Feeds

Vodafone's small, controversial tax bill validated by UK.gov

See that cell tower? That's actually in Switzerland

Providing a secure and efficient Helpdesk

The National Audit Office, asked to look into Vodafone's negotiated tax bill of £1.25bn, has decided it was a reasonable deal considering the cost of taking legal action against the company.

Back in 2010 Vodafone was accused of owing £6bn in tax, and the company had reserved £2.2bn to meet it's UK tax obligations, but George Osborne struck a deal to accept £1.25bn. That sparked national protests, and in December last year the Audit Office was asked to take a look at five deals including the one struck with Vodafone. It has now concluded that all were perfectly reasonable.

The report (pdf, surprisingly readable, but still very dull) doesn't name the companies, but Vodafone admits to being "Company D" whose deal is criticised as breaking the Treasury Department's own guidelines though it concludes that this is because the guidelines themselves aren't very good.

"Litigation and Settlement Strategy" lays out how the 'Department negotiates deals, and specifically prohibits "split the difference" deals where the liability party is asked to pay a mid point between the maximum liability and the minimum. In Vodafone's case that minimum was zero, as the company claimed it owed nothing at all:

"The agreed settlement ... was lower than the tax liability that would have been paid if the Department won in litigation. Given the uncertainties and costs of litigation, it was reasonable for the Department to settle at the amount it did" says the report. Later Sir Andrew Park, consultant to the NAO, went further:

"Sir Andrew Park considered that there may have been a sense in which the settlement [with Vodafone] could be characterised as ‘splitting the difference’, but his view is that, if this is the case, it is the strategy that is at fault rather than the settlement."

So if the guidelines were broken then it's because they aren't very good guidelines, obviously.

Vodafone, of course, can barely conceal its glee at the report:

For more than a year, Vodafone has been falsely accused of improper conduct ... the National Audit Office has now concluded that the outcome was good for the UK taxpayer. We welcome this vindication.

Not only that, but Vodafone points out that in addition to paying its legally-mandated tax it also handed £6.7bn to shareholders this year to the benefit of the UK economy - if you're not a shareholder then you only have yourself to blame.

All large companies avoid paying tax, if they didn't then we could have much lower tax rates for ourselves, but the tricks being applied are getting increasingly complicated - to the point where it's almost impossible for tax offices, let alone ordinary citizens, to understand who must pay what. A recent investigation by The Bureau of Investigative Journalism, working with Private Eye magazine, found a Vodafone office in Switzerland staffed by one part-time employee who admitted he didn't go into the Vodafone room very often.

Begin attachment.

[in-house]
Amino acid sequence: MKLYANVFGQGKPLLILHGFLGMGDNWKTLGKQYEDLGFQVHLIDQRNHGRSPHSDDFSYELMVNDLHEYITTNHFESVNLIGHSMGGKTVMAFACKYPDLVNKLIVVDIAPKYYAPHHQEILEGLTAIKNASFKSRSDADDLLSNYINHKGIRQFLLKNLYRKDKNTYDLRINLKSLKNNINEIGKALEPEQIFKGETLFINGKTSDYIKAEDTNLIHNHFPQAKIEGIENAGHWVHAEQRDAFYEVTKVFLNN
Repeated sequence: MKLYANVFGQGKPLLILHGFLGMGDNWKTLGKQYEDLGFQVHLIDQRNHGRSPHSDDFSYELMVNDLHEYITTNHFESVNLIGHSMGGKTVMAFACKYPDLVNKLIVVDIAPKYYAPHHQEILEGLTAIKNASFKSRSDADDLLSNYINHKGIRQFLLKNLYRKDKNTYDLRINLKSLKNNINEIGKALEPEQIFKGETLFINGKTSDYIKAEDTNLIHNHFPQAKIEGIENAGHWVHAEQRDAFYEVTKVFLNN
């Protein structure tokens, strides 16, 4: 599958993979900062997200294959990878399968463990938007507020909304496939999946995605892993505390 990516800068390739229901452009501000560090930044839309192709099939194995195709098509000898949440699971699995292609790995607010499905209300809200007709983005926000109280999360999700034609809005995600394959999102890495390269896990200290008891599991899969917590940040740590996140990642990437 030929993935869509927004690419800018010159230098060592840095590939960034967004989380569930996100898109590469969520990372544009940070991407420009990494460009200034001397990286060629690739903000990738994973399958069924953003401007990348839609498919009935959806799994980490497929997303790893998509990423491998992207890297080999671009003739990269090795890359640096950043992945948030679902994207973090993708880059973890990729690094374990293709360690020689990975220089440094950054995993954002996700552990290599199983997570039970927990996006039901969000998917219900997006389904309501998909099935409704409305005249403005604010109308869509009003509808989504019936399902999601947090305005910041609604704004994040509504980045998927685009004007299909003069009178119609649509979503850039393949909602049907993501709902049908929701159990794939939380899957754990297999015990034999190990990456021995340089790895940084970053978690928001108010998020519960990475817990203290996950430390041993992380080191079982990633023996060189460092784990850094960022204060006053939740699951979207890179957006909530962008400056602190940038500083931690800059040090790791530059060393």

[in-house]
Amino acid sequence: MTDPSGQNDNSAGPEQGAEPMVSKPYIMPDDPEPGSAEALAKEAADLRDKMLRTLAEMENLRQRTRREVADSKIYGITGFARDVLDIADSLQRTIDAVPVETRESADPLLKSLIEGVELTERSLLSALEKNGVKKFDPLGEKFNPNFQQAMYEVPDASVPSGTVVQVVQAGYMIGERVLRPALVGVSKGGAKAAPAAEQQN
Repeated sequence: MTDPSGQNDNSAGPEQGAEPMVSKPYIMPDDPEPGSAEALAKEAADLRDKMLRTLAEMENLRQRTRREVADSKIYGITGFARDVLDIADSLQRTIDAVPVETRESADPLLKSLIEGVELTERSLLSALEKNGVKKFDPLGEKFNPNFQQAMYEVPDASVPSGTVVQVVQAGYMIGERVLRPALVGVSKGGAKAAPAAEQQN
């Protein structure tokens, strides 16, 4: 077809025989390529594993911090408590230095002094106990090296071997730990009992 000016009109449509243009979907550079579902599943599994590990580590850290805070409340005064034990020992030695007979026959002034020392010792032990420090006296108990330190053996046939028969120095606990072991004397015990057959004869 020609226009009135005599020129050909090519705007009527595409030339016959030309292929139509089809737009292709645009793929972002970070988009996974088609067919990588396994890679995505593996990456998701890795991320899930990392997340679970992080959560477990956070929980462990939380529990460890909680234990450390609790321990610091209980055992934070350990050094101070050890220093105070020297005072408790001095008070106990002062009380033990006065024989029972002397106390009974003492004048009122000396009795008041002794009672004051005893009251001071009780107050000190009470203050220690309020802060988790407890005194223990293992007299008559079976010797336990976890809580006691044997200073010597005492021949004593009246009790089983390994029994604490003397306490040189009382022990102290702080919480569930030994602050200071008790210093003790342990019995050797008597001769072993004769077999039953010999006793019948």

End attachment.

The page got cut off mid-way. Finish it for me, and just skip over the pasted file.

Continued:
None of this is illegal, and neither, it seems, was Vodafone's deal with the Revenue: repugnant as that might all be to those of without barely staffed international offices in tax havens. ®

Beginner's guide to SSL certificates

More from The Register

next story
Scrapping the Human Rights Act: What about privacy and freedom of expression?
Justice minister's attack to destroy ability to challenge state
WHY did Sunday Mirror stoop to slurping selfies for smut sting?
Tabloid splashes, MP resigns - but there's a BIG copyright issue here
Google hits back at 'Dear Rupert' over search dominance claims
Choc Factory sniffs: 'We're not pirate-lovers - also, you publish The Sun'
EU to accuse Ireland of giving Apple an overly peachy tax deal – report
Probe expected to say single-digit rate was unlawful
Inequality increasing? BOLLOCKS! You heard me: 'Screw the 1%'
There's morality and then there's economics ...
Hey Brit taxpayers. You just spent £4m on Central London ‘innovation playground’
Catapult me a Mojito, I feel an Digital Innovation coming on
While you queued for an iPhone 6, Apple's Cook sold shares worth $35m
Right before the stock took a 3.8% dive amid bent and broken mobe drama
EU probes Google’s Android omerta again: Talk now, or else
Spill those Android secrets, or we’ll fine you
prev story

Whitepapers

Forging a new future with identity relationship management
Learn about ForgeRock's next generation IRM platform and how it is designed to empower CEOS's and enterprises to engage with consumers.
Storage capacity and performance optimization at Mizuno USA
Mizuno USA turn to Tegile storage technology to solve both their SAN and backup issues.
The next step in data security
With recent increased privacy concerns and computers becoming more powerful, the chance of hackers being able to crack smaller-sized RSA keys increases.
Security for virtualized datacentres
Legacy security solutions are inefficient due to the architectural differences between physical and virtual environments.
A strategic approach to identity relationship management
ForgeRock commissioned Forrester to evaluate companies’ IAM practices and requirements when it comes to customer-facing scenarios versus employee-facing ones.